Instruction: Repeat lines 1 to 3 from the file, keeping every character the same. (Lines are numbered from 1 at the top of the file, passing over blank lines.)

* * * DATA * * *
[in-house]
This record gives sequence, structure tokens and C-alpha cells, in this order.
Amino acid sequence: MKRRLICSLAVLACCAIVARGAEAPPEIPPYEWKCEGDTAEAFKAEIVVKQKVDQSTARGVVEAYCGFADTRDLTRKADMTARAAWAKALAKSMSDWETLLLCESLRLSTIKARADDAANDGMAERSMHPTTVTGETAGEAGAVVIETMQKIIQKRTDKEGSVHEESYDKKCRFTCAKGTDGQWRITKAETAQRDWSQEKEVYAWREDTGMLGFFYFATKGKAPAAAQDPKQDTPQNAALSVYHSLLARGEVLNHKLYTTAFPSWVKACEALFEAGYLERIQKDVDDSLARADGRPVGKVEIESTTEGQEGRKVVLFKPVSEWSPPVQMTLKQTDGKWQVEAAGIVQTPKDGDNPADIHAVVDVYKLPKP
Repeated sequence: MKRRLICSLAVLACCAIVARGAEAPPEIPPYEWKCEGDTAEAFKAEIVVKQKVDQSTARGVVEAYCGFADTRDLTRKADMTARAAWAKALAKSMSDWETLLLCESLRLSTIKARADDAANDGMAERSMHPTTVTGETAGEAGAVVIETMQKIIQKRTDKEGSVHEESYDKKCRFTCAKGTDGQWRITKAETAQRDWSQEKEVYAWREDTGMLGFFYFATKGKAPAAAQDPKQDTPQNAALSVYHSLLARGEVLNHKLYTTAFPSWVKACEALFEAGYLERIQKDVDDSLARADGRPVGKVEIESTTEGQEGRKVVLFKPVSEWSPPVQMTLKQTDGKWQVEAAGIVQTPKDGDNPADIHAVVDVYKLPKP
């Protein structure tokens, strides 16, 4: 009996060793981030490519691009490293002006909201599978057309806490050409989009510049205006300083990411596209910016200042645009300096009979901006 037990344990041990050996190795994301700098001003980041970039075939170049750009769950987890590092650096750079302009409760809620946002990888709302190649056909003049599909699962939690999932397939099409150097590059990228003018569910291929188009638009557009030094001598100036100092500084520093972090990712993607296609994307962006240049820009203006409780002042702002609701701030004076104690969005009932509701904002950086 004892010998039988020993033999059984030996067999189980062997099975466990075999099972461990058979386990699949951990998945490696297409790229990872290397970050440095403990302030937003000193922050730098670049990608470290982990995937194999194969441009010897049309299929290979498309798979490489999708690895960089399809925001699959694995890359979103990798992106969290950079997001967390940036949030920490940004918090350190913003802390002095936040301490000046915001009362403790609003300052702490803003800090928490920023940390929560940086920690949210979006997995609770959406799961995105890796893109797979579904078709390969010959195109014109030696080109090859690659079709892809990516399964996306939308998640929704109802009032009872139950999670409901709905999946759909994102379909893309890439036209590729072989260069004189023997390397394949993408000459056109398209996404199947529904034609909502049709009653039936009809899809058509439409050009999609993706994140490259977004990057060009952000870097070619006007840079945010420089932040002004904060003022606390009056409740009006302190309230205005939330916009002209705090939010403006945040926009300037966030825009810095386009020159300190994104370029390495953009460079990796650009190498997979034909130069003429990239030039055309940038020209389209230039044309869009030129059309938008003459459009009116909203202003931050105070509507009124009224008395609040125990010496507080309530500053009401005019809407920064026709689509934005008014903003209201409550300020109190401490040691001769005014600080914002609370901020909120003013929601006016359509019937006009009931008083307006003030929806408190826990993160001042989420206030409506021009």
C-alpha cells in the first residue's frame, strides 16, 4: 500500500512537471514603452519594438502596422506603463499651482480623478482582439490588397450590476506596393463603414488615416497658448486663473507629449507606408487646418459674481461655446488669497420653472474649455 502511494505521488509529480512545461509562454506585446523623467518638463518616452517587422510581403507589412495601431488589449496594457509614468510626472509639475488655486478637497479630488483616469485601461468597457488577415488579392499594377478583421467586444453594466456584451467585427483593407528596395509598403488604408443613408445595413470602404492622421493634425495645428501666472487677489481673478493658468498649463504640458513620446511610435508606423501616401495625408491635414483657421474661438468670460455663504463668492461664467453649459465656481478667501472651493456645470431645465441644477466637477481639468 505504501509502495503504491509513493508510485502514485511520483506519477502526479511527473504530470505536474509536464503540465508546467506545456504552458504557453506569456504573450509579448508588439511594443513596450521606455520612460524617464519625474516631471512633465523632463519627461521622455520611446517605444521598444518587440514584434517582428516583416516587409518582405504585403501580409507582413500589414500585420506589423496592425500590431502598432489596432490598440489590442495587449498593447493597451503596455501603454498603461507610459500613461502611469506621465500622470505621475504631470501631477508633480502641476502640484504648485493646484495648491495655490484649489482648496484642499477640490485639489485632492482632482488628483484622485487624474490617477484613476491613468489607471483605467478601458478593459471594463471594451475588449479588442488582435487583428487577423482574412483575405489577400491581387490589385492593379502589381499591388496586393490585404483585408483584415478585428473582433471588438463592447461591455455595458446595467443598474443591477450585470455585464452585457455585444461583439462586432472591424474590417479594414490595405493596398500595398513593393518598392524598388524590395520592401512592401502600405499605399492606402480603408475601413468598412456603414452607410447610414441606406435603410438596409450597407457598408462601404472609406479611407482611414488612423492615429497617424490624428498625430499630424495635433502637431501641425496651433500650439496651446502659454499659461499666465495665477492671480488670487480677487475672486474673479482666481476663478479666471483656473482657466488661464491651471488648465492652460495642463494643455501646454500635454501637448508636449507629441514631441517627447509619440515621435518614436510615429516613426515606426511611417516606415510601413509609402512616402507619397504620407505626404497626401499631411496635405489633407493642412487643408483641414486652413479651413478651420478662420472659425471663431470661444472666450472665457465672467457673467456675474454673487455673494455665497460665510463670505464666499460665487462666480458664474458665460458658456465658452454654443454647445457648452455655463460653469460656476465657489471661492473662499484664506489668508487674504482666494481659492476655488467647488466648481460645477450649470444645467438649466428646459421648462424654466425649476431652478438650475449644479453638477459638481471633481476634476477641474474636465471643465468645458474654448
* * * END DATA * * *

[in-house]
This record gives sequence, structure tokens and C-alpha cells, in this order.
Amino acid sequence: MKRRLICSLAVLACCAIVARGAEAPPEIPPYEWKCEGDTAEAFKAEIVVKQKVDQSTARGVVEAYCGFADTRDLTRKADMTARAAWAKALAKSMSDWETLLLCESLRLSTIKARADDAANDGMAERSMHPTTVTGETAGEAGAVVIETMQKIIQKRTDKEGSVHEESYDKKCRFTCAKGTDGQWRITKAETAQRDWSQEKEVYAWREDTGMLGFFYFATKGKAPAAAQDPKQDTPQNAALSVYHSLLARGEVLNHKLYTTAFPSWVKACEALFEAGYLERIQKDVDDSLARADGRPVGKVEIESTTEGQEGRKVVLFKPVSEWSPPVQMTLKQTDGKWQVEAAGIVQTPKDGDNPADIHAVVDVYKLPKP